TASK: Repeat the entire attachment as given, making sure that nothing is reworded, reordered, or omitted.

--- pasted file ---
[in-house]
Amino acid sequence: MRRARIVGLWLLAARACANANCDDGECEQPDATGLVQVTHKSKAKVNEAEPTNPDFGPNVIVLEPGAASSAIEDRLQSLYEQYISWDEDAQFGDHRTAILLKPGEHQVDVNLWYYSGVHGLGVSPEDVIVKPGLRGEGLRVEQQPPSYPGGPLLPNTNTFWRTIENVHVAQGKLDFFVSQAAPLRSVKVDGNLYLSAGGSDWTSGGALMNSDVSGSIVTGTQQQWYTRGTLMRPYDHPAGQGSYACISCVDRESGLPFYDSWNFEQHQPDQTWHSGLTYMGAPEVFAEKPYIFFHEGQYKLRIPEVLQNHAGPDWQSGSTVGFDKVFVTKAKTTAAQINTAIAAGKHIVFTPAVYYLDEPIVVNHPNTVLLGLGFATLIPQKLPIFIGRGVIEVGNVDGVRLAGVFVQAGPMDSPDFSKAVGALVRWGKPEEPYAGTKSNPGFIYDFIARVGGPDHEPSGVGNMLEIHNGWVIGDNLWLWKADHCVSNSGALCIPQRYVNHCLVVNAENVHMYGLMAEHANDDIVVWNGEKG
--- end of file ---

[in-house]
Amino acid sequence: MRRARIVGLWLLAARACANANCDDGECEQPDATGLVQVTHKSKAKVNEAEPTNPDFGPNVIVLEPGAASSAIEDRLQSLYEQYISWDEDAQFGDHRTAILLKPGEHQVDVNLWYYSGVHGLGVSPEDVIVKPGLRGEGLRVEQQPPSYPGGPLLPNTNTFWRTIENVHVAQGKLDFFVSQAAPLRSVKVDGNLYLSAGGSDWTSGGALMNSDVSGSIVTGTQQQWYTRGTLMRPYDHPAGQGSYACISCVDRESGLPFYDSWNFEQHQPDQTWHSGLTYMGAPEVFAEKPYIFFHEGQYKLRIPEVLQNHAGPDWQSGSTVGFDKVFVTKAKTTAAQINTAIAAGKHIVFTPAVYYLDEPIVVNHPNTVLLGLGFATLIPQKLPIFIGRGVIEVGNVDGVRLAGVFVQAGPMDSPDFSKAVGALVRWGKPEEPYAGTKSNPGFIYDFIARVGGPDHEPSGVGNMLEIHNGWVIGDNLWLWKADHCVSNSGALCIPQRYVNHCLVVNAENVHMYGLMAEHANDDIVVWNGEKG